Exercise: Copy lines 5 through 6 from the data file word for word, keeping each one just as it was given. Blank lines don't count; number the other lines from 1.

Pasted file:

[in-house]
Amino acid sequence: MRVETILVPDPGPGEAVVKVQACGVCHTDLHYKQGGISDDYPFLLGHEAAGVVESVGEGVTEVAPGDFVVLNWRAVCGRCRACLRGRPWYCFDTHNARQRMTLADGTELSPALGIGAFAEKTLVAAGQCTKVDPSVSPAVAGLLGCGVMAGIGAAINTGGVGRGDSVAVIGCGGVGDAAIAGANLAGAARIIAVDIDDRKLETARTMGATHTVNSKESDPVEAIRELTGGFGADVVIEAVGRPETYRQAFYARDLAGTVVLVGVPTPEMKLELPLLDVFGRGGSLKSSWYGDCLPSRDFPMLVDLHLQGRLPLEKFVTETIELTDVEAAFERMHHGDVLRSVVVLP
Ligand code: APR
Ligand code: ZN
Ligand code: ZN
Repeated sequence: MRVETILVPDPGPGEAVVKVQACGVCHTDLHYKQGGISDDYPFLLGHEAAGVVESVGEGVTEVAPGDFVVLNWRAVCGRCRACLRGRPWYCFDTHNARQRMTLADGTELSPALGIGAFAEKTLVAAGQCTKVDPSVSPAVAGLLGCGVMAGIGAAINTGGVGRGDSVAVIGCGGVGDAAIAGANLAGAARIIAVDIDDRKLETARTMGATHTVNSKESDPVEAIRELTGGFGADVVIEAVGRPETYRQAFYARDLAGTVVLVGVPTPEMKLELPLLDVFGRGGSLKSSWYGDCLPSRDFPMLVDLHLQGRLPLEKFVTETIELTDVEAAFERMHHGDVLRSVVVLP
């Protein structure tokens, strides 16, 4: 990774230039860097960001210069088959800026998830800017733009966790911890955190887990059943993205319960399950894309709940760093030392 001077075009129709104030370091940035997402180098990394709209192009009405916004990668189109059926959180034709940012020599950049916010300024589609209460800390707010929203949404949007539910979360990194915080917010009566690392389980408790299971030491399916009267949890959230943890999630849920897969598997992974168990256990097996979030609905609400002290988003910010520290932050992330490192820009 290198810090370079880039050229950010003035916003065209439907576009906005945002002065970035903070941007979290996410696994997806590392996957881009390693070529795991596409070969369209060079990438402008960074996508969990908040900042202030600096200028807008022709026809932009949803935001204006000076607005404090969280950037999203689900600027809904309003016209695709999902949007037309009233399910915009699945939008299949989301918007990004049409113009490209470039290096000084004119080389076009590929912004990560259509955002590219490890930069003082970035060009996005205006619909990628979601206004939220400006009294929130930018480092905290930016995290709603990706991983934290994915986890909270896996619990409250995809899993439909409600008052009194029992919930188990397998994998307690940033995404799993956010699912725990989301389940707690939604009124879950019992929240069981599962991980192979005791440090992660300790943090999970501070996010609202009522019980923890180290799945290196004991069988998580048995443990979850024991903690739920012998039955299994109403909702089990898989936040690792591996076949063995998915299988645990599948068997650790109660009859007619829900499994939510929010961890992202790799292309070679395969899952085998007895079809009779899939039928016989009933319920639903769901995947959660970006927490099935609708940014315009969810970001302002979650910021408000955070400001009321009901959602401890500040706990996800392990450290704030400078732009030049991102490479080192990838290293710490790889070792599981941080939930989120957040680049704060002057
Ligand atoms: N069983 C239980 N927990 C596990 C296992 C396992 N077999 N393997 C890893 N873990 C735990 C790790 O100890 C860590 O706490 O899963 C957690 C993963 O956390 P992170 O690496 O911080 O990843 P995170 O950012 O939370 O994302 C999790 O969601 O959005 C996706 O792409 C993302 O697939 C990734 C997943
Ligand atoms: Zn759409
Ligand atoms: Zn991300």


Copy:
Ligand code: ZN
Repeated sequence: MRVETILVPDPGPGEAVVKVQACGVCHTDLHYKQGGISDDYPFLLGHEAAGVVESVGEGVTEVAPGDFVVLNWRAVCGRCRACLRGRPWYCFDTHNARQRMTLADGTELSPALGIGAFAEKTLVAAGQCTKVDPSVSPAVAGLLGCGVMAGIGAAINTGGVGRGDSVAVIGCGGVGDAAIAGANLAGAARIIAVDIDDRKLETARTMGATHTVNSKESDPVEAIRELTGGFGADVVIEAVGRPETYRQAFYARDLAGTVVLVGVPTPEMKLELPLLDVFGRGGSLKSSWYGDCLPSRDFPMLVDLHLQGRLPLEKFVTETIELTDVEAAFERMHHGDVLRSVVVLP